Area property sales lagging
Area property sales – which slowly rebounded following the 2008 banking crisis – appear to be slumping.
Through Aug. 10, the Haines Borough saw only 27 properties change hands in 2012, compared to a total of 79 in 2011. About two-thirds of sales typically come during summer months, according to property agents.
The borough hasn’t issued a permit for construction of a new home since June 2010, said assistant assessor Dean Olsen. “Most of our permits are for additions, improvements to porches and decks, woodshed and garages,” Olsen said.
Borough records show property sales jumped from 66 to 135 in 2004, peaked at 141 in 2006 and tapered to 108 in 2008 before plummeting to 52 in 2009. With 74 sales, 2010 marked the start of a rebound.
Glenda Gilbert, a real estate licensee and lifelong resident, said she’s hoping for a late-season uptick. “In the last month, it’s started to wake up.” A rush typically occurs this time of year to get into a home before winter, she said.
“It’s been a late year. It was a late start because the snow was melting and we had a lot of snow to melt. It’s not going to be my best year,” she said. “But the sun comes out, and the buyers do, too.”
Gilbert said values are dropping for owners in a hurry to sell. “They’ll have to drop their price, but people who can wait, for the most part, can get their price.”
While the market for second homes by Lower 48 residents has disappeared, there is still interest in existing homes by residents and Alaskans from other parts of the state, Gilbert said.
Real estate broker Jim Studley said he believes the market reflects uncertainty.
“People are so concerned about the economy, they’re not doing much of anything. There are some sales of homes, but not many. But there’s lots of refinancing” as interest rates are low, Studley said.
“It’s very, very slow for new construction. People are taking what they have and fixing it up and remodeling,” he said, adding that the growing cost of new construction is also a factor.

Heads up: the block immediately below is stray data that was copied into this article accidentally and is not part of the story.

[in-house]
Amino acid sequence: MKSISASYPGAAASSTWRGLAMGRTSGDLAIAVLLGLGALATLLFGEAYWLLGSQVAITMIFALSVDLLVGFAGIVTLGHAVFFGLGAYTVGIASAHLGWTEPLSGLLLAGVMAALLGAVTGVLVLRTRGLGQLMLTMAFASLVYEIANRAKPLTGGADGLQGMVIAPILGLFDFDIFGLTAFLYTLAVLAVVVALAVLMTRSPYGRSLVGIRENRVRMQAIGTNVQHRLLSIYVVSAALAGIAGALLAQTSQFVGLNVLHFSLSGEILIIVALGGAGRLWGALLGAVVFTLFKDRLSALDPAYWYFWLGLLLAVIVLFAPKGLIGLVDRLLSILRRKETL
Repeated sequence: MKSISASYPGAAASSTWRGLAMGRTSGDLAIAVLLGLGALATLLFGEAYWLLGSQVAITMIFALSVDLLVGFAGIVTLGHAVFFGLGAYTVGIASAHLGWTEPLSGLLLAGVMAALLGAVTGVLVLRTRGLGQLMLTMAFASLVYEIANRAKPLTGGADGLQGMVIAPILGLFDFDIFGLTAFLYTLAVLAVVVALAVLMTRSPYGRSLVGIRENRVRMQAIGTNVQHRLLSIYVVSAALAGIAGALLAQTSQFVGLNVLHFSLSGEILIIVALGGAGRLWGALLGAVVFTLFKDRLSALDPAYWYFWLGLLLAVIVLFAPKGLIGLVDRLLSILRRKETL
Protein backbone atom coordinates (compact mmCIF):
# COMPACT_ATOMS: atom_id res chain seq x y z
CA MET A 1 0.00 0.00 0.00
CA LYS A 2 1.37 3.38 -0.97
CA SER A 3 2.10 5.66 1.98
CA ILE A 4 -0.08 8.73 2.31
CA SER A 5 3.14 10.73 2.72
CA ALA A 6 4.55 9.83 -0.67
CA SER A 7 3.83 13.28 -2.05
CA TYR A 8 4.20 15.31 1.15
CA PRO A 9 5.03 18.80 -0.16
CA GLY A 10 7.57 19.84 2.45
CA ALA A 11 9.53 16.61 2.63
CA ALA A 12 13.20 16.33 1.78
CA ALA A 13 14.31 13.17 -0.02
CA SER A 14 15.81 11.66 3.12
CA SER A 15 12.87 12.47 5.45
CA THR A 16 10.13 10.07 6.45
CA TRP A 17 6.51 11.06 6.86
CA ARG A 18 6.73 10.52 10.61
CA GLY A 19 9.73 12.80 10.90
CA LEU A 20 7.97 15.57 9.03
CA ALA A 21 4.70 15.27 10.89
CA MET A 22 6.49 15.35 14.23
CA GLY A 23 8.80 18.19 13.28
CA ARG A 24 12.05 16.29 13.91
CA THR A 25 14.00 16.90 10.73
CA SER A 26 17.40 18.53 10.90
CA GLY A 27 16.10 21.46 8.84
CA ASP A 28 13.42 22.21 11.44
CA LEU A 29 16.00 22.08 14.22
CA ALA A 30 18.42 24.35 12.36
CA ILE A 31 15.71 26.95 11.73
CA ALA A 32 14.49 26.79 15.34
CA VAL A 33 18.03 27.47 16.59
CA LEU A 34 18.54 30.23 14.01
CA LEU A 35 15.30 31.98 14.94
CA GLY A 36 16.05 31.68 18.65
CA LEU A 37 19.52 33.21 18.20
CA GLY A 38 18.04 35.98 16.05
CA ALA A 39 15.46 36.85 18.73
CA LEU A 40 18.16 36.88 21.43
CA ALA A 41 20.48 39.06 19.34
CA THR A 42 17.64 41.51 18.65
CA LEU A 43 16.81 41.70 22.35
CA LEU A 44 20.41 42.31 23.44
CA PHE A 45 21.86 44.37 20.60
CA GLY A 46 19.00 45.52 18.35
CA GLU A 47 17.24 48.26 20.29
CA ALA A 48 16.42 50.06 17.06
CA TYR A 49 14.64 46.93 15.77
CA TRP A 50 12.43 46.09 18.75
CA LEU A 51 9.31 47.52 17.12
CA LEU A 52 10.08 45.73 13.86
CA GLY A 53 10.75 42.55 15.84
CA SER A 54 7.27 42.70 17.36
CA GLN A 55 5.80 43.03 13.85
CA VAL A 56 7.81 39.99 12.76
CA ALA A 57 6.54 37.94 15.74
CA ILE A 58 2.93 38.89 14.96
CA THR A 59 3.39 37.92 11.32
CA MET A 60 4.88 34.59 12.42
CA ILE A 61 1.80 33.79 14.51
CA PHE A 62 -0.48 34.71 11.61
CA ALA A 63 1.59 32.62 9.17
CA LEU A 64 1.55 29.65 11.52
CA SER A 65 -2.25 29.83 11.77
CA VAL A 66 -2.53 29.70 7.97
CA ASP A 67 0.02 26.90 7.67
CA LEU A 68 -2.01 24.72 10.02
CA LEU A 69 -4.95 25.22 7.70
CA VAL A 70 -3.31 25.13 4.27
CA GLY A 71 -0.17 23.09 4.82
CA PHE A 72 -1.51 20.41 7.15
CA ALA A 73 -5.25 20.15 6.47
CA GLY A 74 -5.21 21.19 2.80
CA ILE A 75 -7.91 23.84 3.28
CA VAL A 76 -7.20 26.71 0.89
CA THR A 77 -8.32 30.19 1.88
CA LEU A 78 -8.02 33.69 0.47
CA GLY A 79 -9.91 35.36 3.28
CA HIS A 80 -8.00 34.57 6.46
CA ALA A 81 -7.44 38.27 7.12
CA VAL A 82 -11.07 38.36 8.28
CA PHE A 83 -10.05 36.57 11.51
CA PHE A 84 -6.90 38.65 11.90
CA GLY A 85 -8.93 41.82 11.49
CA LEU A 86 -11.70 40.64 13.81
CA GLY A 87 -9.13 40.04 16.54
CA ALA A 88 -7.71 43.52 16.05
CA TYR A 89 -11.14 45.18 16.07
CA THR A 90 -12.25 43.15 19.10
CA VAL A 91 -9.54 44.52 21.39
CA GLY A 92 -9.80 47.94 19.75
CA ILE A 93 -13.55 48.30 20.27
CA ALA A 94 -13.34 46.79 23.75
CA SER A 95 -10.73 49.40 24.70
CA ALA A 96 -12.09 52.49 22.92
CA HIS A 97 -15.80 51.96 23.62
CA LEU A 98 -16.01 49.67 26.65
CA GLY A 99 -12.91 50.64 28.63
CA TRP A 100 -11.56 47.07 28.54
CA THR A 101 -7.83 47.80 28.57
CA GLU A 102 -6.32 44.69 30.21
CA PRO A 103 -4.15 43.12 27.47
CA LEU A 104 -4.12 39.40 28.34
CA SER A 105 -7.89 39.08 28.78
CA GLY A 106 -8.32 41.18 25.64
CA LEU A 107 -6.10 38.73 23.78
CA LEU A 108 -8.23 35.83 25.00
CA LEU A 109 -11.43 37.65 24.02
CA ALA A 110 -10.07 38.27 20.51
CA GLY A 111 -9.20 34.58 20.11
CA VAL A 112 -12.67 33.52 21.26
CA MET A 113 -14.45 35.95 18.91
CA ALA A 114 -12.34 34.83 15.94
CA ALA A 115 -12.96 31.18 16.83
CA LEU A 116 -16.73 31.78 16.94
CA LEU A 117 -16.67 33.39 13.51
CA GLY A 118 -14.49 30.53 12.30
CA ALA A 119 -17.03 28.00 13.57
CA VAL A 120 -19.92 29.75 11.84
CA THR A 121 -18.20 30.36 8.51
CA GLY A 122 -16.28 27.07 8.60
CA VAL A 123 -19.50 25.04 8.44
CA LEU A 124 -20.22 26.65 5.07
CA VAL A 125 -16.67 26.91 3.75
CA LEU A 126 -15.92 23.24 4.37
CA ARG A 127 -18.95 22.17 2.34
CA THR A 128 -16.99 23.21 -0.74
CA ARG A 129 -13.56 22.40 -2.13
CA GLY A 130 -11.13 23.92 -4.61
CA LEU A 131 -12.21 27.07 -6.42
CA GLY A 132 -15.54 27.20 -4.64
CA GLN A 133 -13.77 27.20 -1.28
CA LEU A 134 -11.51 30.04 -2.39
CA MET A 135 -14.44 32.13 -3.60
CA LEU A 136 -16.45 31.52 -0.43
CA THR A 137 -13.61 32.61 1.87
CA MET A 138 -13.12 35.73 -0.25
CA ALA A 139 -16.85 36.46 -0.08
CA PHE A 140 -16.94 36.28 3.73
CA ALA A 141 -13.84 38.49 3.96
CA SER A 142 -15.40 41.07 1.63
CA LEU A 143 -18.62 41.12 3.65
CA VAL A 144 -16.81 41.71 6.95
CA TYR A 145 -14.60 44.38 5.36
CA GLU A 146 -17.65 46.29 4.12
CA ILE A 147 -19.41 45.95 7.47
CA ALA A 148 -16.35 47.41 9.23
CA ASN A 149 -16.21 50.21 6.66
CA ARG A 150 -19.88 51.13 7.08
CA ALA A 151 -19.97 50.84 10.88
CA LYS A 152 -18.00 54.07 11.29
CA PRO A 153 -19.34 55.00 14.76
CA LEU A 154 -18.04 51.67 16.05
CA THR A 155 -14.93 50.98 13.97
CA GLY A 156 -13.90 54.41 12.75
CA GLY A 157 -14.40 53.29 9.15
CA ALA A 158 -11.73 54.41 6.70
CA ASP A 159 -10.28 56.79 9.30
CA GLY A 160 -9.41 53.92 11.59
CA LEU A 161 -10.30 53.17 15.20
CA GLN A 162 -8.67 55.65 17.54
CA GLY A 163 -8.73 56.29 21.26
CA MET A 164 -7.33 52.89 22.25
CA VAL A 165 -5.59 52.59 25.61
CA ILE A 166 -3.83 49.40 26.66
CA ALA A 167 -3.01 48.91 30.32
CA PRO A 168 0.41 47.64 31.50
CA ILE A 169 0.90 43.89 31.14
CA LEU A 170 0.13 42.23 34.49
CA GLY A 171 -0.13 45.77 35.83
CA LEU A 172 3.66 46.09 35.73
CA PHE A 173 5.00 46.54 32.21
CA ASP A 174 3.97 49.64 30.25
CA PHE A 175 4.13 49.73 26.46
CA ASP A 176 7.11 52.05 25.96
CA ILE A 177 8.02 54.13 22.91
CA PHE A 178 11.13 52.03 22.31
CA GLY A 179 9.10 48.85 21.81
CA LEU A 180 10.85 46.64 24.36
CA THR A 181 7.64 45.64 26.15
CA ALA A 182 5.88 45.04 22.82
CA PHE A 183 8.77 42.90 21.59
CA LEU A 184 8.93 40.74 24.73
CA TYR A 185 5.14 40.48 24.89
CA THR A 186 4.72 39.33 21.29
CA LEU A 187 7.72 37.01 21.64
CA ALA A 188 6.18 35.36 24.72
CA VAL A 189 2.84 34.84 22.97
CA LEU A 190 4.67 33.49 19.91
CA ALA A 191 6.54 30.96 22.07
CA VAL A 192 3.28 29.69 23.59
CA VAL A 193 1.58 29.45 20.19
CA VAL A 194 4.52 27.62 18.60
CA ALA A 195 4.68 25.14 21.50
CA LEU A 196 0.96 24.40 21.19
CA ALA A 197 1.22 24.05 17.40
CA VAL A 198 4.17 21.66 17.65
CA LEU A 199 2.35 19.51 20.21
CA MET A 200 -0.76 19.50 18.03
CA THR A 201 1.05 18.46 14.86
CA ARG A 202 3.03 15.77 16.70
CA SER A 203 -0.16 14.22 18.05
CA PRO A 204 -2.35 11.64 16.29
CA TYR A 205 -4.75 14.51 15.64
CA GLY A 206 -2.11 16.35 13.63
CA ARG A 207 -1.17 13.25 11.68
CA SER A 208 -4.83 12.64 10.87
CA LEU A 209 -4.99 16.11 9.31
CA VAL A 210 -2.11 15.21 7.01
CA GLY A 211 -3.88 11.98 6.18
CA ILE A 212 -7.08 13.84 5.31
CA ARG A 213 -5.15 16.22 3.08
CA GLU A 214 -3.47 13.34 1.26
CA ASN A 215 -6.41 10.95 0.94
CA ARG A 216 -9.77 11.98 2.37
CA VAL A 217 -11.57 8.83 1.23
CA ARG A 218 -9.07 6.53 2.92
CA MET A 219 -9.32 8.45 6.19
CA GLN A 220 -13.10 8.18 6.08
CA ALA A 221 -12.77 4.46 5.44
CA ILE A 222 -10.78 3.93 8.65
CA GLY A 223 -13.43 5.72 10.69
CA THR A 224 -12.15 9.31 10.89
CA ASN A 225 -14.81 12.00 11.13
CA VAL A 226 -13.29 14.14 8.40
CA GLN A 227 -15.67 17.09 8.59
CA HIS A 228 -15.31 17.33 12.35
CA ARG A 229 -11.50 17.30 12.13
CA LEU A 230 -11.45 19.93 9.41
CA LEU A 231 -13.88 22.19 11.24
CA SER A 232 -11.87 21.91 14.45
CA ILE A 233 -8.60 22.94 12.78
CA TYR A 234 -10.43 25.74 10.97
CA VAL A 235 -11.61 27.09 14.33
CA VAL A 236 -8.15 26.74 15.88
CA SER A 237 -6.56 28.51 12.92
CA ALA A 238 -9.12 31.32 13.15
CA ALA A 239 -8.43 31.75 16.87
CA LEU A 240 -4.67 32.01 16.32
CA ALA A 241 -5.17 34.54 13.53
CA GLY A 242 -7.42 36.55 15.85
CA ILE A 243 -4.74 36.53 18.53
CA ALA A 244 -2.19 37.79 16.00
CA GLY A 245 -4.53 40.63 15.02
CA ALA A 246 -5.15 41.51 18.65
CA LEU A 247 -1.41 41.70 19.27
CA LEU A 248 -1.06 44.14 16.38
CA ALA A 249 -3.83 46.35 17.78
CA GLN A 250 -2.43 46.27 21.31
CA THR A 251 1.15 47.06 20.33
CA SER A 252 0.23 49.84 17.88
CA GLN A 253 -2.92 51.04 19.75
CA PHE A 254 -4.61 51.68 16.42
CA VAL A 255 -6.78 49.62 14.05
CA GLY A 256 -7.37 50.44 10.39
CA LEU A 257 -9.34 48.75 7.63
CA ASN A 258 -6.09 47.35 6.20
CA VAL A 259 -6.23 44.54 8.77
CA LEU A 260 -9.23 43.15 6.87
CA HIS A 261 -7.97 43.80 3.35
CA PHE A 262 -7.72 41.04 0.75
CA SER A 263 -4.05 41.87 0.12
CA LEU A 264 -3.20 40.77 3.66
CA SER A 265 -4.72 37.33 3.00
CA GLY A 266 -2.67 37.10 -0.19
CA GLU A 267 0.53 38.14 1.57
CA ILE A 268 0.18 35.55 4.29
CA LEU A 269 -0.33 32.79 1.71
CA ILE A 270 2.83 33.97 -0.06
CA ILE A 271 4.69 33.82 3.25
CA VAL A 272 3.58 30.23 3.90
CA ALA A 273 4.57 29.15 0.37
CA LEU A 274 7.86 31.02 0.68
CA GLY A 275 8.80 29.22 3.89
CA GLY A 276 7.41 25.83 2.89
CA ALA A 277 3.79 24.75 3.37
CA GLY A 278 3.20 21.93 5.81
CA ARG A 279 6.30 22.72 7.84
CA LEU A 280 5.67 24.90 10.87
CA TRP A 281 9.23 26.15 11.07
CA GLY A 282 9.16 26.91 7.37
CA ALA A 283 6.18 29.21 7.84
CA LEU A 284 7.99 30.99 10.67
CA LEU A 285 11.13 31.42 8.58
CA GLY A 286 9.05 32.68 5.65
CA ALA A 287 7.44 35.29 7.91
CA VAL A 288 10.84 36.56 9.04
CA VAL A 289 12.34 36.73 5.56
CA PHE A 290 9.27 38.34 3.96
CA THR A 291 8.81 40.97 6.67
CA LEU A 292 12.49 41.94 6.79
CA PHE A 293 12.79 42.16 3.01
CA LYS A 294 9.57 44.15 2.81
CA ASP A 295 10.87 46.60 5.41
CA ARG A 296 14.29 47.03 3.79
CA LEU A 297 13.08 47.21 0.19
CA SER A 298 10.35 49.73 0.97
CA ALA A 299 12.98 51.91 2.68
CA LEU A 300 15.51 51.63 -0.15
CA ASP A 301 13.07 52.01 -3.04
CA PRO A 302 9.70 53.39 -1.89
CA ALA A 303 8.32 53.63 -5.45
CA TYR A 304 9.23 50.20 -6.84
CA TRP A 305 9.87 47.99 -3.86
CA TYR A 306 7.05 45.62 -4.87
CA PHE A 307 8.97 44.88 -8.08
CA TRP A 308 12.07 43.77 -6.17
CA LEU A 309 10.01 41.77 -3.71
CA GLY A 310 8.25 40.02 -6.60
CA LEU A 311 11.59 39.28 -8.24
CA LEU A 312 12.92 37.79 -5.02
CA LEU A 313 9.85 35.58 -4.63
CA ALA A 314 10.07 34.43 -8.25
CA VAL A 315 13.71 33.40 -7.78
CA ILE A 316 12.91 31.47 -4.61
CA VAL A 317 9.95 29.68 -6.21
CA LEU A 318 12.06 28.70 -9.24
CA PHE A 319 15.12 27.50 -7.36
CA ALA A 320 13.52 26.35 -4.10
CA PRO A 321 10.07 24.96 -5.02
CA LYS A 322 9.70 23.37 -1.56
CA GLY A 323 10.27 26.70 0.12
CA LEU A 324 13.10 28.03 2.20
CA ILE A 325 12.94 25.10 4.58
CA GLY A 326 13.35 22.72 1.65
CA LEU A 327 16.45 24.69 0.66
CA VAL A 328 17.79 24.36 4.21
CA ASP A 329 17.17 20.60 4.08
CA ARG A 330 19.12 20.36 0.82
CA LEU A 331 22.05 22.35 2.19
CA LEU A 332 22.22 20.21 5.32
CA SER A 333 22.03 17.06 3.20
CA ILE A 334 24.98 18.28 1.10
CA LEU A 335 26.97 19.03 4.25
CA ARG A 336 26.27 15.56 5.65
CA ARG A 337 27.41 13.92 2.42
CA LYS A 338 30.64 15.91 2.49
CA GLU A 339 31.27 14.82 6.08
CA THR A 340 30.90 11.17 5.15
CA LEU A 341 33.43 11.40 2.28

He differed with Gilbert on the effect of sunny weather on sales. “On a sunny day, 25 people will come in (my office) and take flyers. In four or five years maybe one of those people will come back and buy something.”
Studley also said he didn’t feel that industries like mining and tourism bring new residents to town as much as it helps those living here. “It gives stability to people already living here. It gives them a good job or better pay.”
Studley said he was still hopeful for sales in August and September. “We’ve had the interest. It’s just been a very slow start.”
Gilbert said the bigger picture, including the town’s population trend, is harder to discern. “Thirty feet of snow makes people rethink their situations. People are leaving, but people are coming, too. But the school could tell better than I could. The school will know how it pans out.”
School officials are projecting about a 10 percent drop in enrollment districtwide, but acknowledge they have little information about families moving into town until the first day of class. Classes resume at the Haines School Tuesday.
At Tuesday’s school board meeting, superintendent Michael Byer was projecting an enrollment of 283 students, down from about 305 at the start of school last year.